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Daze of My Life: Growth, girth or guilt
Daze of My Life
Growth, girth or guilt
By Kenneth B. Lourie
Boy, am I proud of myself, or guilty about my purchase, or concerned about my weight! I don't know. Ergo the title. I have three competing emotions in-head. And what did I do to cause this emotional - and literary - rift? I threw away some uneaten - and perfectly good - chocolate cake before its time (and by "time," I don't mean its expiration time, I mean; before the usual time it takes for me to have eaten it in its entirety). Was I forced to do this because my wife, Dina, found out about it and its hiding place? Not this time, so far as I know, anyway, and hopefully she won't ever know about it unless she reads this column which if I'm lucky, she won't (the stars sort of have to align for her to read one of my columns; it's not that she doesn't want to, it's more that she doesn't want to read what she already lives).
No, I threw away this "perfectly good chocolate cake" because it was lousy. However, chocolate cake being lousy, generally speaking, has not been reason enough, in the past, for me to toss it. Typically, I would have eaten the entire cake and then made a mental note about not purchasing the item ever again. Moreover, I would have finished the cake (dessert/chocolate/sweet) almost as if it was my responsibility/duty to do so. Whether it was for a lack of willpower (lack of taste; that's Dina talking) required since I had already spent the money (and thanks to my mother's admonitions, we don't want to waste food or money; thanks, mother) or a total lack of concern/worry about my physique and/or the nature of the things I was putting in my mouth/stomach, I would not have given any of it a second thought. Well, maybe a second thought, but certainly not enough of a thought to have prevented me from eating it. That was then.
Now, things are different. Now, I'm Kenny with cancer. And Kenny with cancer is somewhat different than Kenny with cake. Oh, don't get me wrong, I'm still happy to have my cake but, as a cancer patient who has modified his eating habits in an attempt to dissuade cancer from moving and/or growing in his body, I'm less inclined to eat it. And so, not eating that cake or throwing away that cake - before it was stale or dropped on the floor or after something had been spilled on it, which would have ruined it for me; typically, the kinds of reasons which would have previously led to its not having been eaten - is a monumental, seismic-type shift in my consuming passions/tendencies.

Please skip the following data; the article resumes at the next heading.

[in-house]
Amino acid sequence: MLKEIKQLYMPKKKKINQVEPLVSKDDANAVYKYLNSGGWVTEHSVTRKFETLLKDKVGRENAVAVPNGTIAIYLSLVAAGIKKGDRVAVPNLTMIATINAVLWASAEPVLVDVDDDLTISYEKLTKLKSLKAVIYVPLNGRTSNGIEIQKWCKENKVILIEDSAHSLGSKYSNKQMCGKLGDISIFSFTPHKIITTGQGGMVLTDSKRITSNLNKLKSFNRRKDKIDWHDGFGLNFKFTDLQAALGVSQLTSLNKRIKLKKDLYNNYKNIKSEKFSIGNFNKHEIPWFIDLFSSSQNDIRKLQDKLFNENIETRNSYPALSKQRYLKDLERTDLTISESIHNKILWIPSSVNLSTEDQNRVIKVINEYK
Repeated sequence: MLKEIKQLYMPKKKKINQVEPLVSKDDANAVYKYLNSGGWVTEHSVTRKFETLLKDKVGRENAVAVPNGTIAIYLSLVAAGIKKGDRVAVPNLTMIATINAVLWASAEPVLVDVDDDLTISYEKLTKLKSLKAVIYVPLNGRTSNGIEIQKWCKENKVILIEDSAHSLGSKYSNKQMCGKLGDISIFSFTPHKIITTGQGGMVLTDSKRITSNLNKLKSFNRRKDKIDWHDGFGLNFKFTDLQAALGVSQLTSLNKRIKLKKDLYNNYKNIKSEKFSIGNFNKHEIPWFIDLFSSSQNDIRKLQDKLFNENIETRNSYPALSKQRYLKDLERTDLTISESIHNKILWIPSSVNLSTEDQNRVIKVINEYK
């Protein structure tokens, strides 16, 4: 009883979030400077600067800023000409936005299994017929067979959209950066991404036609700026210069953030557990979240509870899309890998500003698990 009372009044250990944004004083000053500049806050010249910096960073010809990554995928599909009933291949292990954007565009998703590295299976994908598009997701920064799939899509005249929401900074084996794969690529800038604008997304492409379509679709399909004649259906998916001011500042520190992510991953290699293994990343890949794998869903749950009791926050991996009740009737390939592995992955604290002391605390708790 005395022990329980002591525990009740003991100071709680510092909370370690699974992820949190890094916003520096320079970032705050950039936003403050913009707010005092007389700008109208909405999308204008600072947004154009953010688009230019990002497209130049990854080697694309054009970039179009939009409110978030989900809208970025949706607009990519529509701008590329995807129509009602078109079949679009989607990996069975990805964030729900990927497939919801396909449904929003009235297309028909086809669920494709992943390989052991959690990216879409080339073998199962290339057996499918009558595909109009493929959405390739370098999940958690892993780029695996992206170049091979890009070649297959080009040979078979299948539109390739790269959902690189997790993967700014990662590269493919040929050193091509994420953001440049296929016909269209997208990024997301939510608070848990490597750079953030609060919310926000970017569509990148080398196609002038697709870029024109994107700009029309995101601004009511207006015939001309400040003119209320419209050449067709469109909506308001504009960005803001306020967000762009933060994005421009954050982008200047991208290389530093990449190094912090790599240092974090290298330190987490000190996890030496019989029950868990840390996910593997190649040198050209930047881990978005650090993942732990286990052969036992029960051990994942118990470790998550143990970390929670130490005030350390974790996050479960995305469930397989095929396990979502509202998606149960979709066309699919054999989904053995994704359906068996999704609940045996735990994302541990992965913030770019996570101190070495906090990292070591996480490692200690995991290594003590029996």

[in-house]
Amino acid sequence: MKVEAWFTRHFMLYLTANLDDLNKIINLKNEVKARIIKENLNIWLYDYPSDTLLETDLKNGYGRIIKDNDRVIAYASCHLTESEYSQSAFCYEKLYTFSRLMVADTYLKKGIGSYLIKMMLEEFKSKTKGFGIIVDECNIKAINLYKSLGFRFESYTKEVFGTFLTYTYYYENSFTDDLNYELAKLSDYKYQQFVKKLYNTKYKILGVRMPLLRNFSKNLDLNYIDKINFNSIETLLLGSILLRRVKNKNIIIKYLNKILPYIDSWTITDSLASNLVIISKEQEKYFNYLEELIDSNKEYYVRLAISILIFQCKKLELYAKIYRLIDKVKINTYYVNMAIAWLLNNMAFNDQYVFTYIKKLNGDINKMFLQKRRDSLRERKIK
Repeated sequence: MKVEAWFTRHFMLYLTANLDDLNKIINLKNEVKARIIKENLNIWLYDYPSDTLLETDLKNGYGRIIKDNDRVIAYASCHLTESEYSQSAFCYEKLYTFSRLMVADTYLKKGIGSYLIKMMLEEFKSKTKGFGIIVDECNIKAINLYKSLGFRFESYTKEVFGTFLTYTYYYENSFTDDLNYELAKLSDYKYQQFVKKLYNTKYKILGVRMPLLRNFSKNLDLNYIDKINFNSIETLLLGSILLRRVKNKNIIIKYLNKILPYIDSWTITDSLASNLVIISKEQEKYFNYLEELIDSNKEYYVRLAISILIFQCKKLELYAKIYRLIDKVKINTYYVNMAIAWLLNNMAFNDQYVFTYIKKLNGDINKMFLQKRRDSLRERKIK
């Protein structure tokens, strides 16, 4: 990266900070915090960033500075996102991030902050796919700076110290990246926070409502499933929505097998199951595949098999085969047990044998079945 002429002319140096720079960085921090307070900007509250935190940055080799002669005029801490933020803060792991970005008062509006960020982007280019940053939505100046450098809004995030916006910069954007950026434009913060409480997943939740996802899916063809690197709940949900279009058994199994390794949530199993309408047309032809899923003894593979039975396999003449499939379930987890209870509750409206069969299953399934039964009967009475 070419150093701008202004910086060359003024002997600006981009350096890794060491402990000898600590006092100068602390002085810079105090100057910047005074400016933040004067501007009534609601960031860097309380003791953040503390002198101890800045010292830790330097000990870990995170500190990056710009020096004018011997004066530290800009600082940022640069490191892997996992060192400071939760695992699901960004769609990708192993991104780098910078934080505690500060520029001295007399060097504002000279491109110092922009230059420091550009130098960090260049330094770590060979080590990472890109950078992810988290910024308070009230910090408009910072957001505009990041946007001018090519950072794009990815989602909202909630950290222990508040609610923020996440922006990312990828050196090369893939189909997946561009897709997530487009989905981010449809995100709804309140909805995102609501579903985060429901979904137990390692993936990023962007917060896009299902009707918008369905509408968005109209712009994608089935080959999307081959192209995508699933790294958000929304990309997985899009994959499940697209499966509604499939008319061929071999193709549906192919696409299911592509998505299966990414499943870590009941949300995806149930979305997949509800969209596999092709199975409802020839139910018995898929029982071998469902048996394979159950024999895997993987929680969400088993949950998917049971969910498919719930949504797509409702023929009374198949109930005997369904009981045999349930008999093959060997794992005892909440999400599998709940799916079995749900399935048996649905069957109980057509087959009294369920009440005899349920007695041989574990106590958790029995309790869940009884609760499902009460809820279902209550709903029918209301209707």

However, to be honest, I'm not sure if it was growth (mentally); in that I've learned a few things about cancer and sugar (among many other facts and feelings) which is, that eliminating sugar from one's diet is a good, make that excellent, pursuit. Or perhaps it was girth, as in vanity, as in I don't want to gain back the 30-or-so pounds I've lost in the last 18 months and return to my previously normal shape-that-wasn't-very-ship; I'm not lean, exactly (or mean) but I am a little lighter on my feet (on anybody else's, too). Or maybe it was simply guilt, a combination of growth and girth. I know what I'm supposed to eat (fruits and vegetables, organic when possible) and what I'm not supposed to eat and/or to avoid/minimize (everything else, basically), but I have needs - and wants, and I do the shopping. Nonetheless, I am still drawn to cake/cookies/candy/ice cream. However, I don't buy that stuff nearly as much as I used to (who could keep up that pace?). Still, doing without sometimes doesn't help either, emotionally and us cancer patients do need our emotional support.
I suppose I could compromise/rationalize and just buy a little/eat a little. What harm would that cause? I don't know, really. But there does seem to be a relationship, maybe even a cause and effect (if you believe the literature) between cancer and what you eat. As a result, I am betwixt and between - like most cancer patients, I'm sure.
Kenneth B. Lourie is a regionally syndicated columnist who resides in Burtonsville, MD.
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